Thursday, August 19, 2010


Anathema to the RWS™ and to all of those who sup at their untidy table, there follow some facts about the Cordoba Initiative. As I mentioned recently, the leader is Sufi. To those who, at the urging of the demonstrably mendacious and venal Newt Gingrich, mindlessly repeat the notion that the center would be a symbol of terrorist triumphalism, I say (recognizing it'll make no difference, as facts are like rubber bullets on a mylar vest to these people) read this informative piece:
The problem with such claims goes far beyond the fate of a mosque in downtown Manhattan. They show a dangerously inadequate understanding of the many divisions, complexities and nuances within the Islamic world — a failure that hugely hampers Western efforts to fight violent Islamic extremism and to reconcile Americans with peaceful adherents of the world’s second-largest religion.

Most of us are perfectly capable of making distinctions within the Christian world. The fact that someone is a Boston Roman Catholic doesn’t mean he’s in league with Irish Republican Army bomb makers, just as not all Orthodox Christians have ties to Serbian war criminals or Southern Baptists to the murderers of abortion doctors.

Yet many of our leaders have a tendency to see the Islamic world as a single, terrifying monolith. Had the George W. Bush administration been more aware of the irreconcilable differences between the Salafist jihadists of Al Qaeda and the secular Baathists of Saddam Hussein’s Iraq, the United States might never have blundered into a disastrous war, and instead kept its focus on rebuilding post-Taliban Afghanistan while the hearts and minds of the Afghans were still open to persuasion.

Feisal Abdul Rauf of the Cordoba Initiative is one of America’s leading thinkers of Sufism, the mystical form of Islam, which in terms of goals and outlook couldn’t be farther from the violent Wahhabism of the jihadists. His videos and sermons preach love, the remembrance of God (or “zikr”) and reconciliation. His slightly New Agey rhetoric makes him sound, for better or worse, like a Muslim Deepak Chopra. But in the eyes of Osama bin Laden and the Taliban, he is an infidel-loving, grave-worshiping apostate; they no doubt regard him as a legitimate target for assassination.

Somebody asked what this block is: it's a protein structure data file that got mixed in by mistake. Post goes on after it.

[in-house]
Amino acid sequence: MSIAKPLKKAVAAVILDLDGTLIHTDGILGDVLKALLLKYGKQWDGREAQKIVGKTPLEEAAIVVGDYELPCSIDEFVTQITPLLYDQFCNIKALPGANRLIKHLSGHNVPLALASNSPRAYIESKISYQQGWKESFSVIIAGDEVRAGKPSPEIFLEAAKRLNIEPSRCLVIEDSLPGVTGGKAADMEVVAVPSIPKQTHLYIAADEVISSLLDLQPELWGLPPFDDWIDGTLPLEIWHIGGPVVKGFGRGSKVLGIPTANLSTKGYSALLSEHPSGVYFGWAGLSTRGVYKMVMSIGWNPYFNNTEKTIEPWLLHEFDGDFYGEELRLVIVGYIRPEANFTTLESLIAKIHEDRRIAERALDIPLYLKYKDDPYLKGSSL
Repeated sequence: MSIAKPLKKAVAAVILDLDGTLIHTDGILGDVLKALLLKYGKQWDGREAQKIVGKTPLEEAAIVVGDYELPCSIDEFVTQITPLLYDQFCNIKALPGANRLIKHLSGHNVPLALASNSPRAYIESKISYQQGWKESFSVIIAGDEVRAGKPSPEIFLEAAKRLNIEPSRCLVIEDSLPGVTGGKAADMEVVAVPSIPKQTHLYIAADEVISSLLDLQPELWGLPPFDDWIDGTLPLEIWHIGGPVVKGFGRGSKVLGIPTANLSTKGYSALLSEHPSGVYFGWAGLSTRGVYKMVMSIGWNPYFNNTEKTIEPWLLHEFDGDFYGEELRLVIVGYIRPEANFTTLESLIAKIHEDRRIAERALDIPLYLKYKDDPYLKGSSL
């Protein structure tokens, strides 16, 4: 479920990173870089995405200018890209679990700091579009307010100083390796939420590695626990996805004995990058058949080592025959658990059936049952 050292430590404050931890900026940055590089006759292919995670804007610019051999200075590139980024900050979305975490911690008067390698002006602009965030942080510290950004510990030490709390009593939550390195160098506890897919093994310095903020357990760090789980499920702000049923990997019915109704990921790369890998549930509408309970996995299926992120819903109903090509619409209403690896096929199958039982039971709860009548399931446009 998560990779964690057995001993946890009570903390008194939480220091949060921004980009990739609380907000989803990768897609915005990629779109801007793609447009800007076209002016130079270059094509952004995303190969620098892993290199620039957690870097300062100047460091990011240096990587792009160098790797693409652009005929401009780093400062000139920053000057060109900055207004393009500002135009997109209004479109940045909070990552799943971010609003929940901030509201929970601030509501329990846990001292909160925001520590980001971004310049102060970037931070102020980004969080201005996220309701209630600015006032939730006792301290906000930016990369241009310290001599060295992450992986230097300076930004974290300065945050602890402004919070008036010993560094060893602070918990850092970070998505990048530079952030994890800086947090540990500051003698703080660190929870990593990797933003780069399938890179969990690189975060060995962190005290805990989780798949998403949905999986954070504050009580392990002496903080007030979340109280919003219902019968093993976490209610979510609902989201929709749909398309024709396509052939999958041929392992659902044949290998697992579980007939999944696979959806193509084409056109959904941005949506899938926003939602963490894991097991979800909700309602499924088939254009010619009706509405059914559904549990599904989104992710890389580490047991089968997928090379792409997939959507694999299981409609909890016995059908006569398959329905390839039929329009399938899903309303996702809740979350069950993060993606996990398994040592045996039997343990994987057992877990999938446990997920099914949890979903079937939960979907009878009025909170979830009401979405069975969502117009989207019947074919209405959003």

For such moderate, pluralistic Sufi imams are the front line against the most violent forms of Islam. In the most radical parts of the Muslim world, Sufi leaders risk their lives for their tolerant beliefs, every bit as bravely as American troops on the ground in Baghdad and Kabul do. Sufism is the most pluralistic incarnation of Islam — accessible to the learned and the ignorant, the faithful and nonbelievers — and is thus a uniquely valuable bridge between East and West.

It's just another example of how our mindless and simplistic approach to our problems is leading us to self-destruction. As Sarah Palin continues to laugh at thinkers, and as Newt presents his non-thinking as the Republican version of intellect, teabaggers and people like them empower their own destruction.

How sad. For letting it happen, in the case of most of our media, and for making it happen, in the case of the rest, and for our unwillingness to speak up, we deserve what we're about to get. Long since, we've abdicated our place in the world as a voice of reason, innovation, and education. It's assisted suicide.

And Rauf helped the FBI in its fight against terrorists.


  1. There was an interesting perspective from a Muslim who opposed the mosque on a CBC program last week.

    I personally did not find her convincing, and feel that she's just exercising a subtler form of bigotry, however her argument about the potential for Saudi Wahhabist money funding the project is the closest thing to persuasive I've heard so far.

  2. Well, if what I read about Sufism and its relation to radical forms of Islam is true, it seems highly unlikely that Wahabbist money would find its way there. Nor does it change the fundamental points: it's a local matter; it's consistent with the US's most basic values; it's entirely opposite the message the radicals spread, ie that the US is at war with all of Islam.


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